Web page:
At the core of Vector Similarity Search is the ability to store, index, and query vector data. Eventhouses provide a solution for handling and analyzing large volumes of data, particularly in scenarios requiring real-time analytics and exploration, making it an excellent choice for storing and searching vectors.

The following components of the enable the use of Eventhouse a vector database:

- The dynamic data type, which can store unstructured data such as arrays and property bags. Thus data type is recommended for storing vector values. You can further augment the vector value by storing metadata related to the original object as separate columns in your table.
- The encoding type
`Vector16`

designed for storing vectors of floating-point numbers in 16-bits precision, which uses the`Bfloat16`

instead of the default 64 bits. This encoding is recommended for storing ML vector embeddings as it reduces storage requirements by a factor of four and accelerates vector processing functions such as series_dot_product() and series_cosine_similarity() by orders of magnitude. - The series_cosine_similarity function, which can perform vector similarity searches on top of the vectors stored in Eventhouse.

## Optimize for scale

For more information on optimizing vector similarity search, read the blog.

To maximize performance and the resulting search times, follow the following steps:

- Set the encoding of the embeddings column to Vector16, the 16-bit encoding of the vectors coefficients (instead of the default 64-bit).
- Store the embedding vectors table on all cluster nodes with at least one shard per processor, which is done by the following steps:
- Limit the number of embedding vectors per shard by altering the
*ShardEngineMaxRowCount*of the sharding policy. The sharding policy balances data on all nodes with multiple extents per node so the search can use all available processors. - Change the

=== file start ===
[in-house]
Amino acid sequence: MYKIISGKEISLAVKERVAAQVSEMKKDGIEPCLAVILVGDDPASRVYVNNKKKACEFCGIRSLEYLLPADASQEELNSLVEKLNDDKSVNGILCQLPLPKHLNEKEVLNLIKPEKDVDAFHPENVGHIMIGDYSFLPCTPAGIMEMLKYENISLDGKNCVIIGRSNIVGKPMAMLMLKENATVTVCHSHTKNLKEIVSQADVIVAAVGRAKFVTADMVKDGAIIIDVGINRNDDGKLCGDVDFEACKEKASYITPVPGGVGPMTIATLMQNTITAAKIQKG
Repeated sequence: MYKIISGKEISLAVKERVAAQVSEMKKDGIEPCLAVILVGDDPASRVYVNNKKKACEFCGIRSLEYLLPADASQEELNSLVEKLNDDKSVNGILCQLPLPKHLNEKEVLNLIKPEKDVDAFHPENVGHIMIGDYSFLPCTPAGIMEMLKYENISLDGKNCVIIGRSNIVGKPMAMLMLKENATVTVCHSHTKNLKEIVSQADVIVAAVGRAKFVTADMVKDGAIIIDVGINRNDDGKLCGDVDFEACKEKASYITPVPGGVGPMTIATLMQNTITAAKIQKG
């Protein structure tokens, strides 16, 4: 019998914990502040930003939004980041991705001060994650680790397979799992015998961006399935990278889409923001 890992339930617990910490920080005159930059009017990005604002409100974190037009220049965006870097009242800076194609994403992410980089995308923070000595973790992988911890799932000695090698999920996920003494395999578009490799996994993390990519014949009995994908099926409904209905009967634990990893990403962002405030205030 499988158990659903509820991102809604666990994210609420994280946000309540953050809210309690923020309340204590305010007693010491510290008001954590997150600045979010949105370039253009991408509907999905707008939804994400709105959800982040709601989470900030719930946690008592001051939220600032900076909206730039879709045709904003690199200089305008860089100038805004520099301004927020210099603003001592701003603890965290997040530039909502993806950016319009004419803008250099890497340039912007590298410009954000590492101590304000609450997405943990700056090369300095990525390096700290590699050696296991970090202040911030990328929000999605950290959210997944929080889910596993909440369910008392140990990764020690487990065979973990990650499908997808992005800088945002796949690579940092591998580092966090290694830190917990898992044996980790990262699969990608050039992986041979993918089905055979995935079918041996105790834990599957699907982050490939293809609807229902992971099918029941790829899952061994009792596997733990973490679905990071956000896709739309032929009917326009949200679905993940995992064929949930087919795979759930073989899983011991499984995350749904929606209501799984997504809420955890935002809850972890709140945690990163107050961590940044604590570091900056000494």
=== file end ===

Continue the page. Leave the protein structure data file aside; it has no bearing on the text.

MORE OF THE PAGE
*RowCountUpperBoundForMerge*of the merging policy. The merge policy is needed to suppress merging extents after ingestion.

- Limit the number of embedding vectors per shard by altering the

### Example optimization steps

In the following example, a static vector table is defined for storing 1M vectors. The embedding policy is defined as Vector16, and the sharding and merging policies are set to optimize the table for vector similarity search. For this let's assume the cluster has 20 nodes each has 16 processors. The table’s shards should contain at most 1000000/(20*16)=3125 rows.

The following KQL commands are run one by one to create the empty table and set the required policies and encoding:

`.create table embedding_vectors(vector_id:long, vector:dynamic) // This is a sample selection of columns, you can add more columns .alter column embedding_vectors.vector policy encoding type = 'Vector16' // Store the coefficients in 16 bits instead of 64 bits accelerating calculation of dot product, suppress redundant indexing .alter-merge table embedding_vectors policy sharding '{ "ShardEngineMaxRowCount" : 3125 }' // Balanced data on all nodes and, multiple extents per node so the search can use all processors .alter-merge table embedding_vectors policy merge '{ "RowCountUpperBoundForMerge" : 3125 }' // Suppress merging extents after ingestion`

Ingest the data to the table created and defined in the previous step.